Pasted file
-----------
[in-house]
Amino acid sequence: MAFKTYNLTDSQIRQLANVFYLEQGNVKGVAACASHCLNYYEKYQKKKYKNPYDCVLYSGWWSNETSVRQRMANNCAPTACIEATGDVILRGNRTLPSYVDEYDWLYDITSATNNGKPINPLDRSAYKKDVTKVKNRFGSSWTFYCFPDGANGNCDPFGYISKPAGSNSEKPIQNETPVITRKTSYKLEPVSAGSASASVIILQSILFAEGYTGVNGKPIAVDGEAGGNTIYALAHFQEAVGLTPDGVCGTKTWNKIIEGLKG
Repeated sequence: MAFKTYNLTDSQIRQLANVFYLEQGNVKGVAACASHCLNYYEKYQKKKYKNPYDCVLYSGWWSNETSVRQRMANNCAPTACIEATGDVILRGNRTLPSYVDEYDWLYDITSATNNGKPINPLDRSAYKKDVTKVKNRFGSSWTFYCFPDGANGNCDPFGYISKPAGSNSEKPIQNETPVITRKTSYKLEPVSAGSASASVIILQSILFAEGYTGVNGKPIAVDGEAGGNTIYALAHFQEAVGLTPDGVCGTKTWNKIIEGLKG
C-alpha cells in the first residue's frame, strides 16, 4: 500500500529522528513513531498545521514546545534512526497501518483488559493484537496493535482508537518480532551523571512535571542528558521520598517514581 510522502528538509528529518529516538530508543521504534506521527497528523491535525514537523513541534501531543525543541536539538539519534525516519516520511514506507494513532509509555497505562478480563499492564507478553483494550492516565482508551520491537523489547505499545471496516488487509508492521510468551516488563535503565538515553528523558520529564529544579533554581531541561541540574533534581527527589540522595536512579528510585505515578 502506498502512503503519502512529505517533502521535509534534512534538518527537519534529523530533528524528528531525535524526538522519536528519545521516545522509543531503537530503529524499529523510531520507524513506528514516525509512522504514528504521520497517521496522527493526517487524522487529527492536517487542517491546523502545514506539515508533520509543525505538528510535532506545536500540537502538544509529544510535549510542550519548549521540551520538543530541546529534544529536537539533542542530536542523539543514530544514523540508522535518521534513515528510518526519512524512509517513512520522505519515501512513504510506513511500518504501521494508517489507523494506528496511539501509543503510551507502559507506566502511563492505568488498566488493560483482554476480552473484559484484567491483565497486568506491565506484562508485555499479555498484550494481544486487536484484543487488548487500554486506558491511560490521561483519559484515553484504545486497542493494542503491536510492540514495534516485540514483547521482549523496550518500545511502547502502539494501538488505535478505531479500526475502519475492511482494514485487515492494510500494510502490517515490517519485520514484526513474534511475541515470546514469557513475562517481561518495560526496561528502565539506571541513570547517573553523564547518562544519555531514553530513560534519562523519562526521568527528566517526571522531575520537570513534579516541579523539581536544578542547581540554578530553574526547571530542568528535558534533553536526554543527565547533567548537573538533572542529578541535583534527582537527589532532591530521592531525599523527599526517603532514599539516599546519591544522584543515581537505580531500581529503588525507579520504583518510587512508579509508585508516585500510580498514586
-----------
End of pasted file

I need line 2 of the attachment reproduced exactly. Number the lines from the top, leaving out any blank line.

Amino acid sequence: MAFKTYNLTDSQIRQLANVFYLEQGNVKGVAACASHCLNYYEKYQKKKYKNPYDCVLYSGWWSNETSVRQRMANNCAPTACIEATGDVILRGNRTLPSYVDEYDWLYDITSATNNGKPINPLDRSAYKKDVTKVKNRFGSSWTFYCFPDGANGNCDPFGYISKPAGSNSEKPIQNETPVITRKTSYKLEPVSAGSASASVIILQSILFAEGYTGVNGKPIAVDGEAGGNTIYALAHFQEAVGLTPDGVCGTKTWNKIIEGLKG